About Me

I am interested in studies that address historical (long-term, even time-honored) dimensions embedded in our contemporary global societies. I am invested in exploring historical legacies of imperialism and colonialism taking into account Hispanic and Latin American studies since the emblematic date of 1500 (one possible beginning of the “modern”). I negotiate the big geography of Europe and America (Latin America and the US). I am interested in the confluence of the humanities and the social sciences, most recently investigating the impact of US foreign policy in the manufacture of world visions. I am also inevitably committed to defending the “modern-language” set-up inside US Universities, with a critical awareness of Spanish / English relations.

My teaching experience is indeed strong. It has included important settings such as Duke University, Stanford University, University of Pittsburgh, Hofstra University and currently Oberlin College. I have been educated in Great Britain, Spain and the US, with significant professional travels in Latin America (particularly Mexico). I have offered a rich variety of courses in different settings: all levels of Spanish language, writing courses in Spanish and English, survey courses in literary, cultural and historical studies and graduate-level instruction. Most recently I am exploring various formats (text, image, print, rare-book materials, virtual platforms) for an inquisitive interdisciplinarity.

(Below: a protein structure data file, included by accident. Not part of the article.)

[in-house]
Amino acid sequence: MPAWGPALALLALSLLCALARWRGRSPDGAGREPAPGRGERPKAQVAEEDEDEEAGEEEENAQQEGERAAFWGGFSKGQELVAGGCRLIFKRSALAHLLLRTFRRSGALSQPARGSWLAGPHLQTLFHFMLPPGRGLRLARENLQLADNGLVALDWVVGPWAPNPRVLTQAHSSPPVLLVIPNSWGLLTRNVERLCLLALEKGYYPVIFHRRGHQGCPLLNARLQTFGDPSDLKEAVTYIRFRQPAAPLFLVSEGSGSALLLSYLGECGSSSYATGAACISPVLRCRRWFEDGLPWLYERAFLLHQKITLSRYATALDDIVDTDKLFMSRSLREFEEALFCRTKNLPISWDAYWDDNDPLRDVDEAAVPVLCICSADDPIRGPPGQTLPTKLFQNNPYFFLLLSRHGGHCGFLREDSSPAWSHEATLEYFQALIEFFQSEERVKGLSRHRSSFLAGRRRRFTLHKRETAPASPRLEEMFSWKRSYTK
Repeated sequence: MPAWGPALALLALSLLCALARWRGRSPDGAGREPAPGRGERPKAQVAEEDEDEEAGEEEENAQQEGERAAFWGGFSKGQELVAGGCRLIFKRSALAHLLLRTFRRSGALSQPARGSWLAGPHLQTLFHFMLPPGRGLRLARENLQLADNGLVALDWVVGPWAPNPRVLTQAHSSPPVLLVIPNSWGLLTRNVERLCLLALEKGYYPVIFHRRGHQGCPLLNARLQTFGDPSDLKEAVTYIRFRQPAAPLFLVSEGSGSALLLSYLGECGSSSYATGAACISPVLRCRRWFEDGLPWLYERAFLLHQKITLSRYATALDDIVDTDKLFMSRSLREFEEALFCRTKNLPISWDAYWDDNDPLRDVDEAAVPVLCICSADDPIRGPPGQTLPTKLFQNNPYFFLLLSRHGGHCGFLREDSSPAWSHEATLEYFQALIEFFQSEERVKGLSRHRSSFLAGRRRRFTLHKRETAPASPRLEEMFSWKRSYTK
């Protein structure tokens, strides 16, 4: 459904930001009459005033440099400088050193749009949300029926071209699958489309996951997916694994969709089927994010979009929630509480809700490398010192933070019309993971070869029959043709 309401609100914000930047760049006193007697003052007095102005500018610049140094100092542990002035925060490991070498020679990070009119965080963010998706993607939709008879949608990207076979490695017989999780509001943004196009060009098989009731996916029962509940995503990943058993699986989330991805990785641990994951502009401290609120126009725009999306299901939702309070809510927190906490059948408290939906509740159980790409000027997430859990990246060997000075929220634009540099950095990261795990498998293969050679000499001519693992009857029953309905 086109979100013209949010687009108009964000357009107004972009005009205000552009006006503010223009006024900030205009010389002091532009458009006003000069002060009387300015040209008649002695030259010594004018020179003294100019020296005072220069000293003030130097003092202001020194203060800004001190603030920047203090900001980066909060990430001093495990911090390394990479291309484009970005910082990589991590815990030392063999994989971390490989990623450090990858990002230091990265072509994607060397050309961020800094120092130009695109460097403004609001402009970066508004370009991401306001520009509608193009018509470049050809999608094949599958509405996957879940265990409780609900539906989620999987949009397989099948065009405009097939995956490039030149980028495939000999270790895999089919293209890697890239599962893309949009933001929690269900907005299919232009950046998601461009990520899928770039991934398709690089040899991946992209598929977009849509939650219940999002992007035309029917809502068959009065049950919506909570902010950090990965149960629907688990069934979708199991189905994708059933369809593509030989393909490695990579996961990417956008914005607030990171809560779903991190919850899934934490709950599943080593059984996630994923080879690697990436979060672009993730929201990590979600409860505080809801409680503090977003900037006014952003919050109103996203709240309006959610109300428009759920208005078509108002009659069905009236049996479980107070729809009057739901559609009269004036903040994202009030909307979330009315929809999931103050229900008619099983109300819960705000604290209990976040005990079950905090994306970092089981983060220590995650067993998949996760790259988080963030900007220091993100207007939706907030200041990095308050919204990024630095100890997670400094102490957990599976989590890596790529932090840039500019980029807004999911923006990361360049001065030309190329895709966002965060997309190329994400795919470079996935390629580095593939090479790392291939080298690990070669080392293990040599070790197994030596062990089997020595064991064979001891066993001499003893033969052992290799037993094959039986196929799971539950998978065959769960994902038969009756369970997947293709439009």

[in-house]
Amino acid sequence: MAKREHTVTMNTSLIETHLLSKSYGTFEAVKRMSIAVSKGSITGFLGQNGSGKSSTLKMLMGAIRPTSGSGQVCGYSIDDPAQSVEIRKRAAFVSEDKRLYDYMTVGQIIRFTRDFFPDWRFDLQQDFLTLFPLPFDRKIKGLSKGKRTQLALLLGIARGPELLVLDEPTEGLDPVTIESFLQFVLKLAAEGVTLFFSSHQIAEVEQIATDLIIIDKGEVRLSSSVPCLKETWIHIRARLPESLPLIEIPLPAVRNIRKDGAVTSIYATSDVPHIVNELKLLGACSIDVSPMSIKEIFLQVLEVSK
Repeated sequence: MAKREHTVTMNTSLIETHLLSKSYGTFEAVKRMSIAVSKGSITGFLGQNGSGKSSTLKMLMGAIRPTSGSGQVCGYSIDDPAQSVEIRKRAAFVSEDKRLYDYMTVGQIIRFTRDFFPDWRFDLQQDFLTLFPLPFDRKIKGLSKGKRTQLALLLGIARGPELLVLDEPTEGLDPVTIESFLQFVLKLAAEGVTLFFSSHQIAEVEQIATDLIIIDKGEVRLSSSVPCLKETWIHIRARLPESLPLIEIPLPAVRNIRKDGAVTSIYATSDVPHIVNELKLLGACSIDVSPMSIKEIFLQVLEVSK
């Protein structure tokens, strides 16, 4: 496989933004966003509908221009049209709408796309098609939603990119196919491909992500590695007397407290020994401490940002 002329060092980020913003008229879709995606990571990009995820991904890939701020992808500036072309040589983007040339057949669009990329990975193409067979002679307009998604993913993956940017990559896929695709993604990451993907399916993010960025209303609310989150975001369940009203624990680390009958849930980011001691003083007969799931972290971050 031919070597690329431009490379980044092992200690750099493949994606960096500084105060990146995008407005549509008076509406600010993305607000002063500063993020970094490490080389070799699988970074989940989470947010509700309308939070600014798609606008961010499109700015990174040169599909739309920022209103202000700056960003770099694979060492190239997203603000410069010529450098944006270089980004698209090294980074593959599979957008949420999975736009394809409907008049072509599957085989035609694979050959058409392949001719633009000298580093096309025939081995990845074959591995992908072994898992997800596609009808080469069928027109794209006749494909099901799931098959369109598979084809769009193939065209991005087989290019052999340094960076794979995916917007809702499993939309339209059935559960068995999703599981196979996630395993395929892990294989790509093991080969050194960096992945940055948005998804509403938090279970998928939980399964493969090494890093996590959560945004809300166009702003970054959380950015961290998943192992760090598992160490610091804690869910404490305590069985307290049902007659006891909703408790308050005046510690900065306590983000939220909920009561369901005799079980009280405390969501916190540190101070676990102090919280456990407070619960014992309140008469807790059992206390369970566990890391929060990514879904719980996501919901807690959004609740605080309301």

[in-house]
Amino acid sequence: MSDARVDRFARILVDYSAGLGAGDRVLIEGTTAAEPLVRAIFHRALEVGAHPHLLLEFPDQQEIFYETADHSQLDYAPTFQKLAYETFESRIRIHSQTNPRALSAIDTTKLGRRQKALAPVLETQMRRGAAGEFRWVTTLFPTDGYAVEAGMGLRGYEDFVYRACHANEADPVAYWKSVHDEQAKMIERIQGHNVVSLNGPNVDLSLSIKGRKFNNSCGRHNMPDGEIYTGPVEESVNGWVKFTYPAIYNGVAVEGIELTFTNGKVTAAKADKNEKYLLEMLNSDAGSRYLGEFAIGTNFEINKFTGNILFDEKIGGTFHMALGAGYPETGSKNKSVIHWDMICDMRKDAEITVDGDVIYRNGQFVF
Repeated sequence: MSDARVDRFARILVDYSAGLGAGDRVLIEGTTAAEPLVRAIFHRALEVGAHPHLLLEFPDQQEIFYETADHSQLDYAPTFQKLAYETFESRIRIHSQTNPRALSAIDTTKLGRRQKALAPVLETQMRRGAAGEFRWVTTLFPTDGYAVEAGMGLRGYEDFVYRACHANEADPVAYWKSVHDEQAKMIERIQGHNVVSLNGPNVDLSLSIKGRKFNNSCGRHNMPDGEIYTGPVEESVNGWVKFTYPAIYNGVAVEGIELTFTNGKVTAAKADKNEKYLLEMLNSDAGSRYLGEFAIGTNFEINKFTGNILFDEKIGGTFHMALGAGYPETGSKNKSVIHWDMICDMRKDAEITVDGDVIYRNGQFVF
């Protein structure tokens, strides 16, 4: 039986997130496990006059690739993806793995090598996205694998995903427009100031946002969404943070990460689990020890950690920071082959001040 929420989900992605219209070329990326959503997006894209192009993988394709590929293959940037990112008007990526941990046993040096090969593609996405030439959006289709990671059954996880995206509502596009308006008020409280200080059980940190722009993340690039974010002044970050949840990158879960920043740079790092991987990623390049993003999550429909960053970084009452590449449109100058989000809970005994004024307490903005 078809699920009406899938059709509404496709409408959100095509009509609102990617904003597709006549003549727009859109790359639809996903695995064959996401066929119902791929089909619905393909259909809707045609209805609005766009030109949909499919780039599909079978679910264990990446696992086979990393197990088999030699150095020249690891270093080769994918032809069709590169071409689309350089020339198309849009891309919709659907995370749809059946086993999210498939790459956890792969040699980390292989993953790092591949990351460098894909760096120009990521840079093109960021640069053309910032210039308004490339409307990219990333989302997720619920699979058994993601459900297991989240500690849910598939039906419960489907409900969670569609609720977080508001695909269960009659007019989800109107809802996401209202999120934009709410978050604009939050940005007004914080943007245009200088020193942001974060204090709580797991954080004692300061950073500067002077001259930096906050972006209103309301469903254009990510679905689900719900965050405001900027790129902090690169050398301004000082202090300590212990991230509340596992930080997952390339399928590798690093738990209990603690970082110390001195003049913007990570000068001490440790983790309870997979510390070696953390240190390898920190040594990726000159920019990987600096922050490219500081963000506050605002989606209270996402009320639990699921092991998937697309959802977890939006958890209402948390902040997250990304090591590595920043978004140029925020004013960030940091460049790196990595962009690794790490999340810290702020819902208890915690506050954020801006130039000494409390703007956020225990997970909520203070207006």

Other favorite themes of mine are the comparative and panoramic relations between law and literature, the grand history of European philosophy and its criticisms from the margins, modalities of history and of historiography, aesthetics, civilization and barbarism, utopianism, the inspirational meanings of “culture,” the impact of international relations and foreign affairs in the liberal arts, etc.

I am thus invested in making Hispanicity and Latinity wider, bigger, more dense, more complex, more exciting and a bit more unpredictable and unconventional than is the norm. I still believe – how could I not?-- that a critical analysis, enriched by bilingualism, and a constant curiosity towards the past, that wishes to be philosophically informed, should allow for a keener sense of our own locations already in a truly disorienting new century.

Developed and Maintained by Christopher Rackauckas